PhD Proposal by Yizheng Chen

Event Details
  • Date/Time:
    • Tuesday June 13, 2017
      2:00 pm - 4:00 pm
  • Location: Klaus 3126
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Summaries

Summary Sentence: : Solving Evolving Security Problems with Long-Term DNS data

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Title: Solving Evolving Security Problems with Long-Term DNS data

 

Yizheng Chen

Ph.D. student

School of Computer Science

College of Computing

Georgia Institute of Technology

 

Date: Tuesday, June 13th, 2017

Time: 2 PM - 4 PM (ET)

Location: Klaus 3126

 

Committee:

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Dr. Emmanouil Antonakakis (Co-advisor, School of Electrical and Computer Engineering, Georgia Institute of Technology) Dr. Wenke Lee (Co-advisor, School of Computer Science, Georgia Institute of Technology) Dr. Mustaque Ahamad (School of Computer Science, Georgia Institute of Technology) Dr. Raheem Beyah (School of Electrical and Computer Engineering, Georgia Institute of Technology) Dr. Roberto Perdisci (Dept. of Computer Science, University of Georgia and School of Computer Science, Georgia Tech)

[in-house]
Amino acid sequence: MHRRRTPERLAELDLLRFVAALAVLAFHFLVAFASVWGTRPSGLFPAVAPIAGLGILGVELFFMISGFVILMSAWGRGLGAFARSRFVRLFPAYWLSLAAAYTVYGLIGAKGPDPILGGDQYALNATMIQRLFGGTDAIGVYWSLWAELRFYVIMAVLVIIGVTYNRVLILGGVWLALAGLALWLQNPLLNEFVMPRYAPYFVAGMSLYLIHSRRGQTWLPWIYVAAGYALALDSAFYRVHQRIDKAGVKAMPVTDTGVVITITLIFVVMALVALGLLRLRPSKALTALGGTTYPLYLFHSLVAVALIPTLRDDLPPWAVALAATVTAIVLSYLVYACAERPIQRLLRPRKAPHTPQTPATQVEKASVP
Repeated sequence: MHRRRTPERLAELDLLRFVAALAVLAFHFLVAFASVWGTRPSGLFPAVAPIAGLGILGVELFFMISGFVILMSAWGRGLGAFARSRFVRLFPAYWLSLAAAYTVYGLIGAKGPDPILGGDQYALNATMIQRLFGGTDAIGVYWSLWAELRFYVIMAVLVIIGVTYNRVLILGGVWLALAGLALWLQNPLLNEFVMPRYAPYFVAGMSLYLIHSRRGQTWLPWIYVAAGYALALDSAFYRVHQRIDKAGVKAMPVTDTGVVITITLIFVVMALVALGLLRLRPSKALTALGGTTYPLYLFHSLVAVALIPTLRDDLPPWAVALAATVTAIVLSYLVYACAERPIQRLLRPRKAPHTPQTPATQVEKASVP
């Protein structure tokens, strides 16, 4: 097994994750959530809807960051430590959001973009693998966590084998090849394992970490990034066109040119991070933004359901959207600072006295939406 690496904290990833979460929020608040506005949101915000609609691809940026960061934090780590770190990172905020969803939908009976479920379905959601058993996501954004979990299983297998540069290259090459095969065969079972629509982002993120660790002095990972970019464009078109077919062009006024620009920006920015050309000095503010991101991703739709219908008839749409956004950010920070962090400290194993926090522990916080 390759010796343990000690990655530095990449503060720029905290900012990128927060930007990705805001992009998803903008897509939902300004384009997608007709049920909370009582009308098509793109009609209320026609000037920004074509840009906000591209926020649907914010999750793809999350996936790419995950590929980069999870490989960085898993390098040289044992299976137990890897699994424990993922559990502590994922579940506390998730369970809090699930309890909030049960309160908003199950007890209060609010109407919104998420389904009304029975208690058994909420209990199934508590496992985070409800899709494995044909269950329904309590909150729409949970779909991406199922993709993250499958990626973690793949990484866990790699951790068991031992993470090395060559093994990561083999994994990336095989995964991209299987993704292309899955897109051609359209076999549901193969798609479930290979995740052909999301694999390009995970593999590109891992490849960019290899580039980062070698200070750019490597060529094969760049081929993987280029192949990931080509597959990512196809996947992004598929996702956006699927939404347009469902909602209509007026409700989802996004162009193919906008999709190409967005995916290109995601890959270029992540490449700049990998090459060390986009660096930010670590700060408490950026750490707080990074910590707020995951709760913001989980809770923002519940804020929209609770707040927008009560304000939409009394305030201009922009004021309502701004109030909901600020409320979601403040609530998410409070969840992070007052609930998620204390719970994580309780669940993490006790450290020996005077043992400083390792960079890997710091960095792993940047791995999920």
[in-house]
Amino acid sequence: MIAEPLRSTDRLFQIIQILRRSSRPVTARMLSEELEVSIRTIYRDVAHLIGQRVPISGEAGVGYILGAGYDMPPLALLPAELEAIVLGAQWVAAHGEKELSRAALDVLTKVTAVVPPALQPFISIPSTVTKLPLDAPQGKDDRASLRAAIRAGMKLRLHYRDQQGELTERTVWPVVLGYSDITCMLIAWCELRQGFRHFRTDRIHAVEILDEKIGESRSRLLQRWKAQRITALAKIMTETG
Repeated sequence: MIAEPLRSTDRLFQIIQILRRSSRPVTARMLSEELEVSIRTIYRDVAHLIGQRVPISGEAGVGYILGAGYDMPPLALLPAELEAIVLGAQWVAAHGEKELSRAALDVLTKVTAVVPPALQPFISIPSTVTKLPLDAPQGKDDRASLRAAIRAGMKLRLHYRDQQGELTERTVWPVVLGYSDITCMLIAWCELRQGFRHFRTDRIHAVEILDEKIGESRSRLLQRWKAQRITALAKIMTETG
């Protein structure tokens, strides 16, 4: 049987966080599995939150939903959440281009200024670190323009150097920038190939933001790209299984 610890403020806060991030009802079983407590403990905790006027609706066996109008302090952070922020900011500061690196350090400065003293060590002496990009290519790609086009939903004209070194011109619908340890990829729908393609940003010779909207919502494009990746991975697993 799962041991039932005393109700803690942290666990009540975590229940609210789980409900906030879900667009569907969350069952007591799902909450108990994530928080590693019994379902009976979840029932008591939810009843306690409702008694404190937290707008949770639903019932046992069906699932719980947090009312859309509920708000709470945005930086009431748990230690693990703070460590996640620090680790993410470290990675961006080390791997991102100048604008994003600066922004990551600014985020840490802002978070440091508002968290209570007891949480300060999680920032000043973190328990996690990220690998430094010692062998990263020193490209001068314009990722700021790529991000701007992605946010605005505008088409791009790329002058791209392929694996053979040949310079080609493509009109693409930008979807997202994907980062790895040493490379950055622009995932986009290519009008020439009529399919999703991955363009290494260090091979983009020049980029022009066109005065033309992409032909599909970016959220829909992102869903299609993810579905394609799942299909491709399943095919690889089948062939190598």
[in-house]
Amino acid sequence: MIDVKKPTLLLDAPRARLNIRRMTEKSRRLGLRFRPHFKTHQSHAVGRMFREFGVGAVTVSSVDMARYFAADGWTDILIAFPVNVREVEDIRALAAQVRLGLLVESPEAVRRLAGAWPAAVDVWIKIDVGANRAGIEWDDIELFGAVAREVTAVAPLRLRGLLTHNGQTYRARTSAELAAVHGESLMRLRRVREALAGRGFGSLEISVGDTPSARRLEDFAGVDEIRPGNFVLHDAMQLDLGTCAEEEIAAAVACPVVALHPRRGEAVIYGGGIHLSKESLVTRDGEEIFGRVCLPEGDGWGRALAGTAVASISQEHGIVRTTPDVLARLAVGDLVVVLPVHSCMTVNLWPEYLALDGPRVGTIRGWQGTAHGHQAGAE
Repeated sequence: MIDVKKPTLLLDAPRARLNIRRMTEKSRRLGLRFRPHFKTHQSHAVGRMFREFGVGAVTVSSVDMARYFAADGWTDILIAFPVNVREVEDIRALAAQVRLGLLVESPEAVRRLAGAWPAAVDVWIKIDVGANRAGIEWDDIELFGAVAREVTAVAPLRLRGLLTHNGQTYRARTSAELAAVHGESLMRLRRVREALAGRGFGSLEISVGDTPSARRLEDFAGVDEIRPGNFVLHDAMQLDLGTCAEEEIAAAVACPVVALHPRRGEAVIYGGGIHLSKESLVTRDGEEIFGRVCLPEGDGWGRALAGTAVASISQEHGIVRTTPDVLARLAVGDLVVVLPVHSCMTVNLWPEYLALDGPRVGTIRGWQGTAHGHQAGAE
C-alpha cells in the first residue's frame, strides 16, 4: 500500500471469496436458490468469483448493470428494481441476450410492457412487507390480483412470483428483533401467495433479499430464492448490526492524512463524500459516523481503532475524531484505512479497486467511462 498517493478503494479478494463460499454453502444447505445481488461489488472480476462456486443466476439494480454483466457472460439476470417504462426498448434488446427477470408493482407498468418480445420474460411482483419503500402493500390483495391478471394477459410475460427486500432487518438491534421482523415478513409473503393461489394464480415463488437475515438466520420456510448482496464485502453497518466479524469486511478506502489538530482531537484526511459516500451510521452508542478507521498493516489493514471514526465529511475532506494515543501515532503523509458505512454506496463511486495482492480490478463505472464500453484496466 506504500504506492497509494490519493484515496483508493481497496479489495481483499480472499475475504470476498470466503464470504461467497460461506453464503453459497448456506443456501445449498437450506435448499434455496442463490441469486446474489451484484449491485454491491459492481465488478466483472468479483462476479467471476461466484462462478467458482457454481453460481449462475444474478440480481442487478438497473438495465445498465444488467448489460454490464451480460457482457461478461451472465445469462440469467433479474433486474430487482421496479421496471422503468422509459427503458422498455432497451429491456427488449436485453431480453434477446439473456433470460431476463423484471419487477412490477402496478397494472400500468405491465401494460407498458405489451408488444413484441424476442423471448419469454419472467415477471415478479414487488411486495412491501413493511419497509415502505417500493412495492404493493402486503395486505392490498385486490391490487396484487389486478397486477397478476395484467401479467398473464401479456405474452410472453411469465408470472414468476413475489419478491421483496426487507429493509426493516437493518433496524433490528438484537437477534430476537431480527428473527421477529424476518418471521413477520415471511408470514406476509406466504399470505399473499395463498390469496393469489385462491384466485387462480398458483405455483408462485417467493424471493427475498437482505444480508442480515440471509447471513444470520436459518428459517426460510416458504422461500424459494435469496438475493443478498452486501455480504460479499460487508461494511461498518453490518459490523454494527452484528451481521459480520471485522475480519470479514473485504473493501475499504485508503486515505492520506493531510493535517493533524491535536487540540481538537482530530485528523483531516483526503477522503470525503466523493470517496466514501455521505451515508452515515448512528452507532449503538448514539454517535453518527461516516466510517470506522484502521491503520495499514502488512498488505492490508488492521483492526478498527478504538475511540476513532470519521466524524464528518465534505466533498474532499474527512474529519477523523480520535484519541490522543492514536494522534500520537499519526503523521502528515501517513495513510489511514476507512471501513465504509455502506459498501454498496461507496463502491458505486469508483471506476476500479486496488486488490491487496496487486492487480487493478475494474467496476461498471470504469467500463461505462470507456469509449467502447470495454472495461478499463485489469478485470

Abstract

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DNS data are commonly used to build domain name reputation systems, identify critical criminal infrastructure, help take-down efforts, detect DGAs (Domain Generation Algorithms), facilitate the detection of malware downloading and social engineering, etc. We can also use long-term DNS data to address security problems that evolve over time. We apply machine learning techniques to study the evolution of disposable domains, analyze long-term financial damages caused by a botnet’s impression fraud, and track malvertising campaigns.

 

Unfortunately, these machine learning systems themselves are not secure and prone to be attacked. Most existing work in adversarial learning has focused on problems in the classifier, where the features can be directly computed from the spam email, PDF binary, phishing page, image, network attack packet, and exploit kit. These security applications classify an object based on local features extracted from only that object and its behavior. Our work highlights areas in adversarial machine learning that have not yet been addressed, specifically: graph-based clustering techniques, and a global feature space where realistic attackers without perfect knowledge must be considered by the defenders. We design and evaluate two novel graph attacks against a state-of-the-art network-level, graph-based detection system. Even less informed attackers can evade graph clustering with low cost, however, we show practical defenses exist.

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Graduate Studies

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Keywords
Phd proposal
Status
  • Created By: Tatianna Richardson
  • Workflow Status: Published
  • Created On: Jun 12, 2017 - 2:01pm
  • Last Updated: Jun 12, 2017 - 2:01pm